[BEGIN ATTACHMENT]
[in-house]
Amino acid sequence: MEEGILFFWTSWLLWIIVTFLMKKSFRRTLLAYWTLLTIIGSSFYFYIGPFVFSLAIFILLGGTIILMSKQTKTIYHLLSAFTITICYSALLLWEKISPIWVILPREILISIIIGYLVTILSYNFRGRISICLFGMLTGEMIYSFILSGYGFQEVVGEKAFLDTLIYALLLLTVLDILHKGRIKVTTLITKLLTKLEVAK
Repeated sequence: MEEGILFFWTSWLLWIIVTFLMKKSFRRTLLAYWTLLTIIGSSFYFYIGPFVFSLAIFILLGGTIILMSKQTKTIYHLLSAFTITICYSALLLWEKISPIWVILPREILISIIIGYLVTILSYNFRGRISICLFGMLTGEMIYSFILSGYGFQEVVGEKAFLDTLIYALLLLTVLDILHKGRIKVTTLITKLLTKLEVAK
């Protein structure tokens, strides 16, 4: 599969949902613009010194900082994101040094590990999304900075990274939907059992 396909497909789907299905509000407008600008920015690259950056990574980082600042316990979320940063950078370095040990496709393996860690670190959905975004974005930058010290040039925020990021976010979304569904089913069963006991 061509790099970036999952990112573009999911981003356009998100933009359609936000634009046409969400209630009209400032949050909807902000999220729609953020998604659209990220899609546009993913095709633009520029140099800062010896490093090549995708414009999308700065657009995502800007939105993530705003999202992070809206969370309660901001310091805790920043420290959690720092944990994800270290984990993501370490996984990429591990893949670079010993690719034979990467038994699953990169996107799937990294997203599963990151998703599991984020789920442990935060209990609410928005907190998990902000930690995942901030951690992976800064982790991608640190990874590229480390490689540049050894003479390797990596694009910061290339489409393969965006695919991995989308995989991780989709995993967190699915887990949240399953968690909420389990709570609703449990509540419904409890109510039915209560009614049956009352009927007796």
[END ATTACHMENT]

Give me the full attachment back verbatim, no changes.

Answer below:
[in-house]
Amino acid sequence: MEEGILFFWTSWLLWIIVTFLMKKSFRRTLLAYWTLLTIIGSSFYFYIGPFVFSLAIFILLGGTIILMSKQTKTIYHLLSAFTITICYSALLLWEKISPIWVILPREILISIIIGYLVTILSYNFRGRISICLFGMLTGEMIYSFILSGYGFQEVVGEKAFLDTLIYALLLLTVLDILHKGRIKVTTLITKLLTKLEVAK
Repeated sequence: MEEGILFFWTSWLLWIIVTFLMKKSFRRTLLAYWTLLTIIGSSFYFYIGPFVFSLAIFILLGGTIILMSKQTKTIYHLLSAFTITICYSALLLWEKISPIWVILPREILISIIIGYLVTILSYNFRGRISICLFGMLTGEMIYSFILSGYGFQEVVGEKAFLDTLIYALLLLTVLDILHKGRIKVTTLITKLLTKLEVAK
């Protein structure tokens, strides 16, 4: 599969949902613009010194900082994101040094590990999304900075990274939907059992 396909497909789907299905509000407008600008920015690259950056990574980082600042316990979320940063950078370095040990496709393996860690670190959905975004974005930058010290040039925020990021976010979304569904089913069963006991 061509790099970036999952990112573009999911981003356009998100933009359609936000634009046409969400209630009209400032949050909807902000999220729609953020998604659209990220899609546009993913095709633009520029140099800062010896490093090549995708414009999308700065657009995502800007939105993530705003999202992070809206969370309660901001310091805790920043420290959690720092944990994800270290984990993501370490996984990429591990893949670079010993690719034979990467038994699953990169996107799937990294997203599963990151998703599991984020789920442990935060209990609410928005907190998990902000930690995942901030951690992976800064982790991608640190990874590229480390490689540049050894003479390797990596694009910061290339489409393969965006695919991995989308995989991780989709995993967190699915887990949240399953968690909420389990709570609703449990509540419904409890109510039915209560009614049956009352009927007796």